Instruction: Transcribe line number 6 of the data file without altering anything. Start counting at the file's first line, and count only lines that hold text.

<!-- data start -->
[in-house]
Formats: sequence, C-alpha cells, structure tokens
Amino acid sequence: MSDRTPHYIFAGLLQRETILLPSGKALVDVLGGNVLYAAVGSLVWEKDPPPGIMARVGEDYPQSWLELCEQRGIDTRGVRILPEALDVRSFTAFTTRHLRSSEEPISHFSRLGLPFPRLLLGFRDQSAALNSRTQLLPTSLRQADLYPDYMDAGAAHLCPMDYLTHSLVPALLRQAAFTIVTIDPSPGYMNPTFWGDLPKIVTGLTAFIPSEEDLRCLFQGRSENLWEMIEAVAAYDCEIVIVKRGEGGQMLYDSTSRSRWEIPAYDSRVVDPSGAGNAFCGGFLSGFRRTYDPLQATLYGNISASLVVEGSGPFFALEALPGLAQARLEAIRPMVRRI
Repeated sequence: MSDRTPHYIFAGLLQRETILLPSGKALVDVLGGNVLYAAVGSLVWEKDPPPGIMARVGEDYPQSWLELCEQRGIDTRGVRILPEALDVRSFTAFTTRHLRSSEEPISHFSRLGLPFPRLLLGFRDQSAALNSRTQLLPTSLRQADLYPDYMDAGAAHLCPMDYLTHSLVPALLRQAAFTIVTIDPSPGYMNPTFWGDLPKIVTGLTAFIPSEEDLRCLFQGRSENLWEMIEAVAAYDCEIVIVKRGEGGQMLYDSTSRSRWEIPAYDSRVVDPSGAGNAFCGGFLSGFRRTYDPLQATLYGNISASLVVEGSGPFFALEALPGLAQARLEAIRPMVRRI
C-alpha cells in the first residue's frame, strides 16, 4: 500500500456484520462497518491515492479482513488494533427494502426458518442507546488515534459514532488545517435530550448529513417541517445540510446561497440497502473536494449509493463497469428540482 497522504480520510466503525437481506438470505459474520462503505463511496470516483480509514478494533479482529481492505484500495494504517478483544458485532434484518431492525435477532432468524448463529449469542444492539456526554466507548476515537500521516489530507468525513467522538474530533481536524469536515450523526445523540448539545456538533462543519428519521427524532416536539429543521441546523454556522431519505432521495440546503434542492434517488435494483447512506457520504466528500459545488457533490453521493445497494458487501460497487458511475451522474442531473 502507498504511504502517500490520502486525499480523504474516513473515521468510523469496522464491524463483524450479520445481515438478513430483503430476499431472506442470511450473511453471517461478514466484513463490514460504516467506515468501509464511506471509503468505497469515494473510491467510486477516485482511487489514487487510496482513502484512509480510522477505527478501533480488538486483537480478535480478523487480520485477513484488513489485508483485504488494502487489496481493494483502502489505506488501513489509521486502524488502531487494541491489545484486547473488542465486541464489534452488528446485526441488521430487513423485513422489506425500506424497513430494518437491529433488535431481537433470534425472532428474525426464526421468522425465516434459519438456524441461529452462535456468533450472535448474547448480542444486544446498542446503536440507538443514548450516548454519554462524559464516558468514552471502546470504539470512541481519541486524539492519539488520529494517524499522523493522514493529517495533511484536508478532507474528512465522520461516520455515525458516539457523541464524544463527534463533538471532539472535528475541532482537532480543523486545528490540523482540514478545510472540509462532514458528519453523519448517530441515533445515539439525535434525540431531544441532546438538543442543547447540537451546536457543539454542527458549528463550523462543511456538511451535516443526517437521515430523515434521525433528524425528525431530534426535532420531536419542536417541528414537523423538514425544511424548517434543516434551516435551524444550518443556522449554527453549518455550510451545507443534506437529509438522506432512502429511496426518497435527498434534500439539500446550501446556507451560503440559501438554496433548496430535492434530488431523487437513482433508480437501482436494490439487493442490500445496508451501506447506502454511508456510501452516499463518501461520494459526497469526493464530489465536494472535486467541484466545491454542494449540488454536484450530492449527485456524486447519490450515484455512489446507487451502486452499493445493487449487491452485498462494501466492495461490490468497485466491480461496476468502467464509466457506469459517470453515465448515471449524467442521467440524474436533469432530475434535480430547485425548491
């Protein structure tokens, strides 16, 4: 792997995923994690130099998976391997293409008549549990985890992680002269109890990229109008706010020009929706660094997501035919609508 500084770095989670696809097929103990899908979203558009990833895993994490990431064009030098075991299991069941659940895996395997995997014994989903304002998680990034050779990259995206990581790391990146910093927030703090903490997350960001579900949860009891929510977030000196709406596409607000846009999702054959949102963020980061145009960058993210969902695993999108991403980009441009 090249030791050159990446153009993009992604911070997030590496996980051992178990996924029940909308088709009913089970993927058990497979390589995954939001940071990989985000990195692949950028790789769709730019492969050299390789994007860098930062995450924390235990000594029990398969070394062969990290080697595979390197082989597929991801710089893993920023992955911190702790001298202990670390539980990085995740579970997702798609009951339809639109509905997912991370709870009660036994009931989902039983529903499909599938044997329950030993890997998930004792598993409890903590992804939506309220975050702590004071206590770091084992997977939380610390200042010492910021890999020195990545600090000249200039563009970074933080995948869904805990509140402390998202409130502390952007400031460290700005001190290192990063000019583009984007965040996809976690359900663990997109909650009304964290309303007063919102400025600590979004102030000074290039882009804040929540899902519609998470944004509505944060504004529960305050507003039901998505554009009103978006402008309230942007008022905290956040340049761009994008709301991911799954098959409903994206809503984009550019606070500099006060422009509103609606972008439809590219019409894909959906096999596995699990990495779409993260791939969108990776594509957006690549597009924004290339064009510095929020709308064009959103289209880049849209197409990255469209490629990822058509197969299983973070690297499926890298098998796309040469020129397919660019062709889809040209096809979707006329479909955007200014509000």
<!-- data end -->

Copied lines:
């Protein structure tokens, strides 16, 4: 792997995923994690130099998976391997293409008549549990985890992680002269109890990229109008706010020009929706660094997501035919609508 500084770095989670696809097929103990899908979203558009990833895993994490990431064009030098075991299991069941659940895996395997995997014994989903304002998680990034050779990259995206990581790391990146910093927030703090903490997350960001579900949860009891929510977030000196709406596409607000846009999702054959949102963020980061145009960058993210969902695993999108991403980009441009 090249030791050159990446153009993009992604911070997030590496996980051992178990996924029940909308088709009913089970993927058990497979390589995954939001940071990989985000990195692949950028790789769709730019492969050299390789994007860098930062995450924390235990000594029990398969070394062969990290080697595979390197082989597929991801710089893993920023992955911190702790001298202990670390539980990085995740579970997702798609009951339809639109509905997912991370709870009660036994009931989902039983529903499909599938044997329950030993890997998930004792598993409890903590992804939506309220975050702590004071206590770091084992997977939380610390200042010492910021890999020195990545600090000249200039563009970074933080995948869904805990509140402390998202409130502390952007400031460290700005001190290192990063000019583009984007965040996809976690359900663990997109909650009304964290309303007063919102400025600590979004102030000074290039882009804040929540899902519609998470944004509505944060504004529960305050507003039901998505554009009103978006402008309230942007008022905290956040340049761009994008709301991911799954098959409903994206809503984009550019606070500099006060422009509103609606972008439809590219019409894909959906096999596995699990990495779409993260791939969108990776594509957006690549597009924004290339064009510095929020709308064009959103289209880049849209197409990255469209490629990822058509197969299983973070690297499926890298098998796309040469020129397919660019062709889809040209096809979707006329479909955007200014509000």